Rumor has it that the President, upon meeting with representatives of Midwestern farm states (including Iowa Governor Kim Reynolds), abruptly changed his position on trade with Asian countries and told his new economic advisor, Larry Kudlow, to get to work immediately on getting the United States into the Trans-Pacific Partnership.
Spectactular news, if true.
And only if he's totally committed.
As we discussed just this past weekend with Clark Packard of the R Street Institute, the United States has legitimate reasons for distress over some aspects of our trade with China. Foremost among those concerns is the need for protection of a wide range of intellectual property rights -- from copyright and patents to trademarks and trade dress. (If you missed the live broadcast, listen to the podcast edition.) Copycat goods, knock-offs, and strong-arm tactics forcing outside companies to "share" their R&D with Chinese "partners" are all harmful to the conduct of authentic free trade.
But these are not problems that are easily solved with sweeping tariffs and trade wars. They are problems best resolved through engagement within the bounds of a rules-based order. Rules are promulgated through institutions -- institutions like the WTO and whatever governing institution emerges to coordinate the TPP.
The brewing trade war between the US and China doesn't just have the potential to wreck important parts of the US manufacturing economy, like the intermediate- and finished-goods sectors that add so much value to raw materials. A trade war (especially if it's targeted to create maximum political pain, as the Chinese appear willing to do at Iowa's expense) could be downright devastating regionally.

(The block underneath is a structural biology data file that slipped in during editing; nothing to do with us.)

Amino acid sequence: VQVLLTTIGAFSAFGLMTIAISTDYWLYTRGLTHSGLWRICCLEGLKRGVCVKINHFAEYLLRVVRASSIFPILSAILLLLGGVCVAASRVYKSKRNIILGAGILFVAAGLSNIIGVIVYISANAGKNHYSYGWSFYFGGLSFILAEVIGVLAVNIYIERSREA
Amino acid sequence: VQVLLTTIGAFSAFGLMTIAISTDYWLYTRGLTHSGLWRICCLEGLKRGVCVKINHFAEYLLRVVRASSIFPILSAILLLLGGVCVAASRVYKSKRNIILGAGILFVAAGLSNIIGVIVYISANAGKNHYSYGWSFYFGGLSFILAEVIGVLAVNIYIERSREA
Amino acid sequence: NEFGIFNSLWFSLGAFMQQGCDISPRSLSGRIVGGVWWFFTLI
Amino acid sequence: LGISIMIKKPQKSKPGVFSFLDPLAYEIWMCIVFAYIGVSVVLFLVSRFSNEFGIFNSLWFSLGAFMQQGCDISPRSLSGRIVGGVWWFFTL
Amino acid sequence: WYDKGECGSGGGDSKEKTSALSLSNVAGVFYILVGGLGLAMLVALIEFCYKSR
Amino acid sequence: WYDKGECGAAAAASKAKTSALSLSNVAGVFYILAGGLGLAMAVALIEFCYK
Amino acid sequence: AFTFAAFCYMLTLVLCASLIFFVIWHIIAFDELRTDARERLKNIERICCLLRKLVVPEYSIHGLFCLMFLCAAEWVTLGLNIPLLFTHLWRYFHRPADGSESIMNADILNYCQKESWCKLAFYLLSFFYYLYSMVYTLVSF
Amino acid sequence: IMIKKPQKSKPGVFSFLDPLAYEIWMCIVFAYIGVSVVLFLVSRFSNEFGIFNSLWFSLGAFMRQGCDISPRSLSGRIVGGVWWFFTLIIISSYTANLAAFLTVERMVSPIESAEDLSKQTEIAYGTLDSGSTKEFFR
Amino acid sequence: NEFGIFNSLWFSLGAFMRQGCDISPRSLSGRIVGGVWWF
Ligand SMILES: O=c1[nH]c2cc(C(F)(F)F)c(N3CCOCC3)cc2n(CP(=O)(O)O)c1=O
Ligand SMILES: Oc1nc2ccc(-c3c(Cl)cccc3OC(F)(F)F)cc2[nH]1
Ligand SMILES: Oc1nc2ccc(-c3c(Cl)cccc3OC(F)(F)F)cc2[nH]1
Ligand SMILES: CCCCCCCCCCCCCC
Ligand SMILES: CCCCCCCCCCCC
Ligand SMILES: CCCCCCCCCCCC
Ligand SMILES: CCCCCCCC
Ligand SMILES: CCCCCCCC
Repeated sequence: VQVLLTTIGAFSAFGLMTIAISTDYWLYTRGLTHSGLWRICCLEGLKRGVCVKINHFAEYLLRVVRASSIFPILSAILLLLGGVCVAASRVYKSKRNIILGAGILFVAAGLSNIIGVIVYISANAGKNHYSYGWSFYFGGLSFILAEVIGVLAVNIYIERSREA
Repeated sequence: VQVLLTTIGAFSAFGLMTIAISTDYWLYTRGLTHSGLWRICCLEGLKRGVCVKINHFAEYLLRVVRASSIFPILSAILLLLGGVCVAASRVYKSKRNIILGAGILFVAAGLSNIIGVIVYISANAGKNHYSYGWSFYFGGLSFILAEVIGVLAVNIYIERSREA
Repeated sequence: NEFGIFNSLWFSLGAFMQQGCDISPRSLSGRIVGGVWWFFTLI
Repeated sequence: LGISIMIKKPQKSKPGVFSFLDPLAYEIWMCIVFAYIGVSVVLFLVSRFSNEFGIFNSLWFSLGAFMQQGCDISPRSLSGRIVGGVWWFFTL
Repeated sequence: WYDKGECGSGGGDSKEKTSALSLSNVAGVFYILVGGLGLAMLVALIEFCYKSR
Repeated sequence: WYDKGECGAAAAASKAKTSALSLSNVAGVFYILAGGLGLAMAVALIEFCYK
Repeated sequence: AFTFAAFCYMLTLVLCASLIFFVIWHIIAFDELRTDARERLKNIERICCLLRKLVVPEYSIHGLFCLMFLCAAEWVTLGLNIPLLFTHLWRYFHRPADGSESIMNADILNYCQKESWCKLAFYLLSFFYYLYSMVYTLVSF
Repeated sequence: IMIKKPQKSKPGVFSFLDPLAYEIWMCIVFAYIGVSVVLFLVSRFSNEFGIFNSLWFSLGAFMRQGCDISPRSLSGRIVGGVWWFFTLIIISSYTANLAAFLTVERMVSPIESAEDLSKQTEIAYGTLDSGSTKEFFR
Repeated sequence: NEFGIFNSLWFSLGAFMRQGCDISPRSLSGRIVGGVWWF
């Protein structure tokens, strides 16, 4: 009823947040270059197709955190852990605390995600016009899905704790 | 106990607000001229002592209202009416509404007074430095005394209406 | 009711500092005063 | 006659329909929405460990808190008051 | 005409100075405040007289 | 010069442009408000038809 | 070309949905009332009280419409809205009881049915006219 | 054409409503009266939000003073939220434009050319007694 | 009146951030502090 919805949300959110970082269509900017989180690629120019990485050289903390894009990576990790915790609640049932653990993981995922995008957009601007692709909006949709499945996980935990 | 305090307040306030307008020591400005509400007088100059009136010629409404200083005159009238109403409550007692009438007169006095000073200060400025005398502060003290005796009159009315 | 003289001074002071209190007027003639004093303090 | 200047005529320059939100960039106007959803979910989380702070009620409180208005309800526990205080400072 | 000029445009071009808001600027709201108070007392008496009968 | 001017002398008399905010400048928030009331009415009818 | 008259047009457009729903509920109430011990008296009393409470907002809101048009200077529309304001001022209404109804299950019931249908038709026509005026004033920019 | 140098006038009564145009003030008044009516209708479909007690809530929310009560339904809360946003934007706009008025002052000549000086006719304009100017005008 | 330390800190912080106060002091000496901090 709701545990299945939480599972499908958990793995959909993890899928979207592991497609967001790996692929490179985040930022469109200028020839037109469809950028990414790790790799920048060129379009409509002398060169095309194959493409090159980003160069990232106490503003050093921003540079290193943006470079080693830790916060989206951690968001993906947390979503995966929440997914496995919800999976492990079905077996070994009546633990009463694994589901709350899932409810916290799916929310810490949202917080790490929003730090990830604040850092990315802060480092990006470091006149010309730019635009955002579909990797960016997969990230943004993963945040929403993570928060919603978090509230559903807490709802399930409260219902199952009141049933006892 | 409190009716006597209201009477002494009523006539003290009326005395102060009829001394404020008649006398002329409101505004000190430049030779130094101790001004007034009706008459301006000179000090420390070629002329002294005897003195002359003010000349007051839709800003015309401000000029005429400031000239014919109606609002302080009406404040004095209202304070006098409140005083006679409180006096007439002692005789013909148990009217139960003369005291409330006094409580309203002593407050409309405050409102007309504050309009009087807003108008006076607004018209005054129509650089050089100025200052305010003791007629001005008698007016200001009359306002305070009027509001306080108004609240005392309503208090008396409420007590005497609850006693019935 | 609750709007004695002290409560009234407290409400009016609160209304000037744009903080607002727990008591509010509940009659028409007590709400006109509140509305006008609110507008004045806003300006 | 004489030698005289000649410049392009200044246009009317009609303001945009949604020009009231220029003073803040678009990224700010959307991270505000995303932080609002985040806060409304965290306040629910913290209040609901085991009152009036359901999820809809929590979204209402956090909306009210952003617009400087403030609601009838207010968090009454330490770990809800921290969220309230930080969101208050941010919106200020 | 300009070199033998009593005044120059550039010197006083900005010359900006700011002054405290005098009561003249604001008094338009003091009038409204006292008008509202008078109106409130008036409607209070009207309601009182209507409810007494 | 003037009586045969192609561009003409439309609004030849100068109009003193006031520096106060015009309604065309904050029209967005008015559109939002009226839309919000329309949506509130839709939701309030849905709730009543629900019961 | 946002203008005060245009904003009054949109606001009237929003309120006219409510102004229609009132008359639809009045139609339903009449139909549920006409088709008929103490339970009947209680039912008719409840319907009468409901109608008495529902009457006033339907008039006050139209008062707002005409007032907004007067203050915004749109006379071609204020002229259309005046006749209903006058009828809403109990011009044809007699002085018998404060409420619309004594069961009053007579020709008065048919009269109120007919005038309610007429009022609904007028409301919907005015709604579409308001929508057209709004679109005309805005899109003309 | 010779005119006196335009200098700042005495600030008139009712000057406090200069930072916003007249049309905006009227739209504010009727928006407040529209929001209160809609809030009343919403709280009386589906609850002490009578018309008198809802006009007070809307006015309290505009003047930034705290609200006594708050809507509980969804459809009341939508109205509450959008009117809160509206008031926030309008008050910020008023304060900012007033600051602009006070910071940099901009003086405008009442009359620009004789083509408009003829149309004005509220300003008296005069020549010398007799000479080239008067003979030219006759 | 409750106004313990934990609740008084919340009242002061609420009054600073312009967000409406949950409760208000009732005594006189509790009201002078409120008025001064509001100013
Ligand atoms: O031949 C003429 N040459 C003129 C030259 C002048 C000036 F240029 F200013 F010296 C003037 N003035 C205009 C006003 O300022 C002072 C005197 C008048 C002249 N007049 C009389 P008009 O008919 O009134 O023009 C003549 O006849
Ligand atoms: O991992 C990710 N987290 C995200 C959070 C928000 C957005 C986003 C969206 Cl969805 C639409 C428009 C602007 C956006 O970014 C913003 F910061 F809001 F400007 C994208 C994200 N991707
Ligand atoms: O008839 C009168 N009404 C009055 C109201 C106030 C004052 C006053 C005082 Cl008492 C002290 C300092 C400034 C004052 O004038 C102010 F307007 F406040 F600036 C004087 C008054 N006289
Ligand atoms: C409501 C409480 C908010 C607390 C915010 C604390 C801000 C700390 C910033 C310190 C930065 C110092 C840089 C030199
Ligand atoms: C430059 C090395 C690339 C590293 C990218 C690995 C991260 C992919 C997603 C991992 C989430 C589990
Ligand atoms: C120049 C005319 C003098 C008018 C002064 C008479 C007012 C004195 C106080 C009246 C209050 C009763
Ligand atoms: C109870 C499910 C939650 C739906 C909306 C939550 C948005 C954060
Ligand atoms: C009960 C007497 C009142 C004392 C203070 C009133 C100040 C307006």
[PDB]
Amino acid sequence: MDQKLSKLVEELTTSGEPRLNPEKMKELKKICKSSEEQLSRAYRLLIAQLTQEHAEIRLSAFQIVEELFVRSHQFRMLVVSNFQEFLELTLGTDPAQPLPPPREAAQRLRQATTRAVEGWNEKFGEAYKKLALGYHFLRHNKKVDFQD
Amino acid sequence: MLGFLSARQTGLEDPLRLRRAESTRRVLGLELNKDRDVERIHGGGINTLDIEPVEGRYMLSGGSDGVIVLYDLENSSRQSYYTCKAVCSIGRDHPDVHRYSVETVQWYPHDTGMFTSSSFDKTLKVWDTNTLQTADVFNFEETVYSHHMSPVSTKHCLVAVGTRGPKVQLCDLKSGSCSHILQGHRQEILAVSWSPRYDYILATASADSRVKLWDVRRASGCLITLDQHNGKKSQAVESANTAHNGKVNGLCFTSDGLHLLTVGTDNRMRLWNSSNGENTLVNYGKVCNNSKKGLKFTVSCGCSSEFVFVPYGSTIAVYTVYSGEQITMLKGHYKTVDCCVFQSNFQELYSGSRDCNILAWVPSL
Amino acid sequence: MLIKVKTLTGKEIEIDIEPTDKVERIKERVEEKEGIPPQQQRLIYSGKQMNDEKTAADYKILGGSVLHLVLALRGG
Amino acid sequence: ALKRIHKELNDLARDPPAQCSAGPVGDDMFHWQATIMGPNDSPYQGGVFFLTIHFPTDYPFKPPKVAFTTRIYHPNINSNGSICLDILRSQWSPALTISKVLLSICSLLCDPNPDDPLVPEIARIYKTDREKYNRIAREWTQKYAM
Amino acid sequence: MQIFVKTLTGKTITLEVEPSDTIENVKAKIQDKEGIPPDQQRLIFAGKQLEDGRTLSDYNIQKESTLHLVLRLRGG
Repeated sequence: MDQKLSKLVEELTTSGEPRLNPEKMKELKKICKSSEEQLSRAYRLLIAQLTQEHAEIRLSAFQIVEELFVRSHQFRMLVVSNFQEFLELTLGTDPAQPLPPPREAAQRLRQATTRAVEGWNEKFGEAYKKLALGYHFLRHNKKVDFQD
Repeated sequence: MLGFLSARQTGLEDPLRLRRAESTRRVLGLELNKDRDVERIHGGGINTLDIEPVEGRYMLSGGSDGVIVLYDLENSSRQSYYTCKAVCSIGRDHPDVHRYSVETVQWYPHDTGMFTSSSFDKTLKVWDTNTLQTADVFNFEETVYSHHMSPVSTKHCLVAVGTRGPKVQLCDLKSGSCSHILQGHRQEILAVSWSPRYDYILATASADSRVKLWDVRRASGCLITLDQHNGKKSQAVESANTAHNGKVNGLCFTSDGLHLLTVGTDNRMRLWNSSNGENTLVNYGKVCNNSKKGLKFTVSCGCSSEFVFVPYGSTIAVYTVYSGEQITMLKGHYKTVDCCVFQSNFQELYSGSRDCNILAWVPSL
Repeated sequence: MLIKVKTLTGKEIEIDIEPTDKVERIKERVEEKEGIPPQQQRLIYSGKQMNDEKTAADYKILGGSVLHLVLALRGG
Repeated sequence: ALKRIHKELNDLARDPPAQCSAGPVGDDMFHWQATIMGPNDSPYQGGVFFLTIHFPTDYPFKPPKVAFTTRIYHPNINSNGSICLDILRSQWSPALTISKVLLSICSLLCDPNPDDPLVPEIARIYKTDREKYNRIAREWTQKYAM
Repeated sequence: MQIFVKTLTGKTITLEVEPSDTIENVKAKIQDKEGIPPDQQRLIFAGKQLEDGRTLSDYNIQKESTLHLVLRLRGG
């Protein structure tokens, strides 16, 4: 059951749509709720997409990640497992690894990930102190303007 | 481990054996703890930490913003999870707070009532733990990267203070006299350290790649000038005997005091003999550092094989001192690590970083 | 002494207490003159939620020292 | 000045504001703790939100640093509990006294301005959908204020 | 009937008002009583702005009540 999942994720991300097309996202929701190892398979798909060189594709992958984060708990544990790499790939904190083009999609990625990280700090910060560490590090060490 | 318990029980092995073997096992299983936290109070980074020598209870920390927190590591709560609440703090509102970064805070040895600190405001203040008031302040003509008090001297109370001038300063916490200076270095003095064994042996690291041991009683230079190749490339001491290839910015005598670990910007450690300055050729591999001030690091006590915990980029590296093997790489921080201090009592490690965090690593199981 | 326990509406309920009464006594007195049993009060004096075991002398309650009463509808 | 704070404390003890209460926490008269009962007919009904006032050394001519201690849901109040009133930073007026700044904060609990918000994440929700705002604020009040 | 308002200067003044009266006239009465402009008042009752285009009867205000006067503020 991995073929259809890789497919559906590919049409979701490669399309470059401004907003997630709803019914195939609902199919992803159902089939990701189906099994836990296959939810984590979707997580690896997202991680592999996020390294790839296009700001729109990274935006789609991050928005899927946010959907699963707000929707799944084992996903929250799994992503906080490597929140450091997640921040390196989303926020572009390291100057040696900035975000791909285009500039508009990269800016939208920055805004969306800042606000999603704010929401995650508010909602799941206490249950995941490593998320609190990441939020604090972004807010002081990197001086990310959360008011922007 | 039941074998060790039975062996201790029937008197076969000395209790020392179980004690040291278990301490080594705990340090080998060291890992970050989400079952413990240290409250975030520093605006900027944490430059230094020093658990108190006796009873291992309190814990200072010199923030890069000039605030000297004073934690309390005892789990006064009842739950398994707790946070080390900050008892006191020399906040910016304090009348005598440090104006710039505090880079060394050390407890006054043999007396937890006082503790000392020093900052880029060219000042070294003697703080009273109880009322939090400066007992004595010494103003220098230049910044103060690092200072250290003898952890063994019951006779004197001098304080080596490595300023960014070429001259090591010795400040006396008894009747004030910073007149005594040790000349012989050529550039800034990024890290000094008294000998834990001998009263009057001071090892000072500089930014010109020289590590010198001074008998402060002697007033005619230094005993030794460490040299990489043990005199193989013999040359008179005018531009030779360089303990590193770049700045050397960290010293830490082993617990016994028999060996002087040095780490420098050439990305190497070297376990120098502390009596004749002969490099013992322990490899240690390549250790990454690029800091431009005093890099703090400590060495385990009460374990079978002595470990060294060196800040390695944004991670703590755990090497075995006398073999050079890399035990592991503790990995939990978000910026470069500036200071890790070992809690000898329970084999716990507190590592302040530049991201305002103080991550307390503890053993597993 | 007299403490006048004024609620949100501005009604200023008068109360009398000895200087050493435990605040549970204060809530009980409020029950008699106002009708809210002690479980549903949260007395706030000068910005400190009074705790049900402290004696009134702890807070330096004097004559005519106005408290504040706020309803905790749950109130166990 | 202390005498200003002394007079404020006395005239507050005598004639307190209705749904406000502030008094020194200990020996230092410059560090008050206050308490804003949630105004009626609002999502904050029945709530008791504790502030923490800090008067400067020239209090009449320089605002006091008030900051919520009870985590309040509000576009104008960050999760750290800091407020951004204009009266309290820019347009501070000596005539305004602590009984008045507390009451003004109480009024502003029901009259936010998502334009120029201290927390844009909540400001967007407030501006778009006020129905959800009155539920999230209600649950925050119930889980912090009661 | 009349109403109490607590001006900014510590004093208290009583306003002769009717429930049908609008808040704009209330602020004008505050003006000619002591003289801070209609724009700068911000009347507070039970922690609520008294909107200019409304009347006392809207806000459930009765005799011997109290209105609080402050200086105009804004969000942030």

If the President really heard the Midwestern voices speaking to him today, and if he's really going to stick to the course that will best serve our regional (and national) interests, he has to stick to a plan to get us deeper into every reasonable multilateral trade agreement we can find.
The more parties bound together by the same set of rules, the more seriously those rules can be taken. We're not the only country that suffers from China's theft of intellectual property. We shouldn't try to combat the problem with a go-it-alone strategy of ham-handed taxes on trade that only serve to punish American producers and consumers as much as they hurt anyone on the other side of the Pacific Ocean.